After all the hard work of shopping and cooking, we finally reached the best part of the day: eating all the shrimp and other delicious food we prepared! To kick off any party you need to make a toast, so I took out Makgeolli from the refrigerator. When I poured the Makgeolli into wine glasses, my friends laughed. They knew it’s usually served in a metal cup or bowl, but since I didn’t have either I figured wine glasses would work just fine. Makgeolli is technically Korean rice wine, so why not?!
We raised our glasses and enthusiastically toasted in Korean: “Geonbae (cheers)!”
And then it was time to eat. I was so happy when my guests said they were amazed how delicious the roasted shrimp were. The garlic, salt, and butter really brought out the flavor of the shrimp.
The shrimp was delicious as it was, but we also had the option of two sauces.
“What is this sauce? It makes the shrimp even more delicious!” Abraham asked as he pointed to the garlic and cheese mayo sauce I had bought. Honestly, it paired even better than the Korean sauce we also had. I’d recommend getting the mayo sauce if you plan to try roasted shrimp with salt.
My favorite part of the dinner was drinking makgeolli with the shrimp and hot pepper pancakes we made. The sweet, sour and soft flavors of the Makgeolli stunningly paired well with the crispy and spicy pancake. Makgeolli is known as a traditional drink that goes well with all Korean foods, but especially pancakes. That’s the reason I chose it as the dinner drink. I was happy my guests enjoyed all the Korean food we cooked, as it was their first time eating a Korean feast like this.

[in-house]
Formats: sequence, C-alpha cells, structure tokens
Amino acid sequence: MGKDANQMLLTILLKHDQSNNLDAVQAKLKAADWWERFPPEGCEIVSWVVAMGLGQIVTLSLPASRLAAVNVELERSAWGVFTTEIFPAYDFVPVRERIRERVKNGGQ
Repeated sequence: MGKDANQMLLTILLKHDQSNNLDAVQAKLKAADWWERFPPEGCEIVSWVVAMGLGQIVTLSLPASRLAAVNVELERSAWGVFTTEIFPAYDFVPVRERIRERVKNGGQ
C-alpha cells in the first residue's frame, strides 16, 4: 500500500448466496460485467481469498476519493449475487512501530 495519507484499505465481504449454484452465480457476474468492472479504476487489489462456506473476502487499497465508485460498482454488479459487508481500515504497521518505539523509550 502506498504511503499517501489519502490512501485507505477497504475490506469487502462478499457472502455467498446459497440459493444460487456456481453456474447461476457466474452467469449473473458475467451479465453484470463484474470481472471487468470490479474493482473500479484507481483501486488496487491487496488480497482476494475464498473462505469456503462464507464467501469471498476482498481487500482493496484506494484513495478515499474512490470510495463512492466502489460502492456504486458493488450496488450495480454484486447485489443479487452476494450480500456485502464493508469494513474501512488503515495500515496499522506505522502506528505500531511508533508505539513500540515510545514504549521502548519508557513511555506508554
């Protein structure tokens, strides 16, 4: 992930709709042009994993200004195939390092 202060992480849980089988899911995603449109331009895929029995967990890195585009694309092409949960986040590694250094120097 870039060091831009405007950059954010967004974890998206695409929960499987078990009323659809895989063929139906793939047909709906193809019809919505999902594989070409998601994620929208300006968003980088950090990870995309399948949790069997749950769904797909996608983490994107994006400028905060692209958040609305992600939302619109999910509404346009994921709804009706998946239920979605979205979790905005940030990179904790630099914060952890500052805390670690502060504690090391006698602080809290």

We devoured all the food. I kept making pancakes until all the ingredients were gone. And the shrimp? Those three boxes Brian purchased at the store were empty. And our stomachs were full.
Great food. Tasty drinks. Lots of laughs. It was the perfect dinner party!
Comments from the guests
“The roasted shrimp with salt smelled wonderful. Combined with the garlic mayo, it was by far the best shrimp I had ever had. It was interesting having to peel the legs off before eating, I liked this part!” - Brian
“Shrimp for me is one of the delicacies of the sea. This roasted shrimp immediately stood out from its peers from the sheer flavor it packed. The almost immediate hit of garlic on the tongue with the salt fighting for a spot on your taste buds made this a joy to eat.” - Abraham
“Korean pancake with shrimp? At first, I thought, ‘this probably won’t be very good.’ But it was spicy and delicious! It was the best food of the night. The green pumpkins and peppers gave a nice crunch, and the shrimp made it a full meal by itself.” - Brian
“The Korean pancake is fun to make as it is enjoyable to eat! There’s always a surprise with each bite as the egg does its job of blending everything together. Will my next bite consist of spicy peppers or shrimp? Who knows??!” - Abraham
“The Korean pear had a very juicy crunchy texture that I loved. It cleansed my palate after the big meal. It was the perfect light dessert and way to end the meal!” - Brian
“The Korean pear has a rather legendary reputation here than it does back in the States and it’s easy to see why. A bite will give you near instant satisfaction as the juices flow. A gentle yet firm flavor will have you taking bite after bite of the delicious goodness.” - Abraham
“During my first tour in Korea, I had mixed feelings about Makgeolli. A fermented sour taste coupled with carbonation can be difficult to get past. I’m proud to say that my tastes have become refined over the years, and I now enjoy every sip of Makgeolli that come across my table. Sometimes it will have slight fermented milky flavor and high on carbonation. Other times it could have a strong tangy flavor. No matter where on the spectrum it lands on, I’ll always be asking for another bowl.” - Abraham